New York governor Andrew Cuomo sparked backlash Monday when he suggested using Memorial Day, a federal holiday for honoring fallen military-service members, to also honor COVID-19 essential workers.
“It’s Memorial Day, and we remember those who gave their lives on Memorial Day, gave their lives for this country or for freedom, because freedom isn’t free,” Cuomo said at a press conference. “I also think we should remember this past year on Memorial Day, remember the 42,000 New Yorkers who died. 42,000. Remember the 1,000 essential workers who died giving their life.
“It takes a special person to run into a fire to save someone,” he said. “It takes a special person, when every instinct in your body says that’s dangerous, don’t go there, run away, it takes a special person to say, no, I’m going in because I think I can help someone. The essential workers did that day after day after day after day.”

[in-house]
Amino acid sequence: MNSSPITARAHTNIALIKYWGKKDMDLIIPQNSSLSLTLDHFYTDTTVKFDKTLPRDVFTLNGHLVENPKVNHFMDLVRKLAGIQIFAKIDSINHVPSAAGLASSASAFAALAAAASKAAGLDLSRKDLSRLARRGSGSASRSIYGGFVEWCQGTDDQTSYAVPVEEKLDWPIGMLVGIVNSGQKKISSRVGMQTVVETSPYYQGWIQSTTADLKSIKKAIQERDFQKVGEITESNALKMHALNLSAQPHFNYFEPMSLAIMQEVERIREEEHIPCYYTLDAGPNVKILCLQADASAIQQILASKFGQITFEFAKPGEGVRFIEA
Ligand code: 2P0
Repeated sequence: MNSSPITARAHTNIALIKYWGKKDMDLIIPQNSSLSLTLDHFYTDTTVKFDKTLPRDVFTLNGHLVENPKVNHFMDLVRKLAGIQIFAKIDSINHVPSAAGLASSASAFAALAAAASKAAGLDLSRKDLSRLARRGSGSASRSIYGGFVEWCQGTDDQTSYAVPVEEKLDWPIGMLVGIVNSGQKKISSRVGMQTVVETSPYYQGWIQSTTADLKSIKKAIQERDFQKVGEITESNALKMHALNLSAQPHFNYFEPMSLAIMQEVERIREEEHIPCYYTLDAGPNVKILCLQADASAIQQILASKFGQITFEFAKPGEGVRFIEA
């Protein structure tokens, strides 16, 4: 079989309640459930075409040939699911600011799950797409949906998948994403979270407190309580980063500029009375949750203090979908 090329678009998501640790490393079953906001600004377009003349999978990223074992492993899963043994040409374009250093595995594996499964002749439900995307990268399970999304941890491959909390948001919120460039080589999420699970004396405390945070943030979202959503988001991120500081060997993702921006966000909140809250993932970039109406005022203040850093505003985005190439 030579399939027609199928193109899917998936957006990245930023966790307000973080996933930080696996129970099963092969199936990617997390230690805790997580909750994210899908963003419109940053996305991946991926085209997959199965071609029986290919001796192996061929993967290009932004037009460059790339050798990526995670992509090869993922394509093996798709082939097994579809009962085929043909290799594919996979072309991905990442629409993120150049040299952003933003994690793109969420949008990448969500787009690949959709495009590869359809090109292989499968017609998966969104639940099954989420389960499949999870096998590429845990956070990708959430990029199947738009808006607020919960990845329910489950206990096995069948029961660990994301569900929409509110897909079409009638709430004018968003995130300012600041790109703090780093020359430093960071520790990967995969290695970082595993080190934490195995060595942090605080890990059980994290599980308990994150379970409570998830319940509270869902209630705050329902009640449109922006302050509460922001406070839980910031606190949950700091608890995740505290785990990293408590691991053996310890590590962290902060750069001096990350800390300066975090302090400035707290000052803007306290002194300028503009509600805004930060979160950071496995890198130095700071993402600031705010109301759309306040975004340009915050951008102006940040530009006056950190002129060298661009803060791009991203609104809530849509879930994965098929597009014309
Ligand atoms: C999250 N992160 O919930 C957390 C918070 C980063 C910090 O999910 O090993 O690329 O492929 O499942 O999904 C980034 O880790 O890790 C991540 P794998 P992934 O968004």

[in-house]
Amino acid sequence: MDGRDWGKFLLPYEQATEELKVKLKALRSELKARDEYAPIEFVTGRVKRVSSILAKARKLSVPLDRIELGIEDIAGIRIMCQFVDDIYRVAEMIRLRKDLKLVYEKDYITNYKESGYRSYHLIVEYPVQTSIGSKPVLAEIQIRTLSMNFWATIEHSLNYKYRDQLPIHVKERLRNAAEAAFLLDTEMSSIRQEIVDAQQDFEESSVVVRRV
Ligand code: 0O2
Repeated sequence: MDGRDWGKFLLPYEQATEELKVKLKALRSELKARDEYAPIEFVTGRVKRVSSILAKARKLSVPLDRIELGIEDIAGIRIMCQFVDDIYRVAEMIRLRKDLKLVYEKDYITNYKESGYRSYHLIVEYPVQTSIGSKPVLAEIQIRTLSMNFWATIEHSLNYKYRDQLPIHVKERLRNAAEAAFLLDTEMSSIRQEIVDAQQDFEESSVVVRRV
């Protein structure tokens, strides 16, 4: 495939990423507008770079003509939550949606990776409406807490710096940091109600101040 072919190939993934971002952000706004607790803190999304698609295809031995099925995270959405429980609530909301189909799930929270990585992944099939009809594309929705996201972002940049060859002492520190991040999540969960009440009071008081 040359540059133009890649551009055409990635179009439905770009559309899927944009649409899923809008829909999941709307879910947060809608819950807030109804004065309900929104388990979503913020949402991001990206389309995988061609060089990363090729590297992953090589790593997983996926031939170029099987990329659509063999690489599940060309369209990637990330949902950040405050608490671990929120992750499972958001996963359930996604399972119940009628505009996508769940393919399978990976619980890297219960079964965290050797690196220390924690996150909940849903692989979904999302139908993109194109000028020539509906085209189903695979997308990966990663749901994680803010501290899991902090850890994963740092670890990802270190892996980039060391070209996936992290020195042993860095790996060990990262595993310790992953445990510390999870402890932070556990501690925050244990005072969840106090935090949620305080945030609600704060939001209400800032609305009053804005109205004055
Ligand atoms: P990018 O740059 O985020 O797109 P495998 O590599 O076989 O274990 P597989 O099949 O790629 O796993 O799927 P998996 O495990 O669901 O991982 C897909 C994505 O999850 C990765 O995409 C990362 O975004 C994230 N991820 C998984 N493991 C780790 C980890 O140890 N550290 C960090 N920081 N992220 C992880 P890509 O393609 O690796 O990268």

The governor announced that flags across the state would be flown at half-staff during Memorial Day weekend in memory of essential workers who died during the coronavirus pandemic. State landmarks will be illuminated red, white, and blue, he added.
Social-media users criticized a tweet by Cuomo announcing the action, arguing that the holiday should remain focused on members of the military who died in the line of duty as it has been since it was established as a federal holiday 40 years ago.
Cuomo is no stranger to criticism. The governor has recently been embroiled in a number of scandals, including investigations into his handling of nursing homes during the pandemic and the alleged coverup that followed, as well as the accusations of sexual misconduct from at least nine women.
Cuomo has denied wrongdoing.
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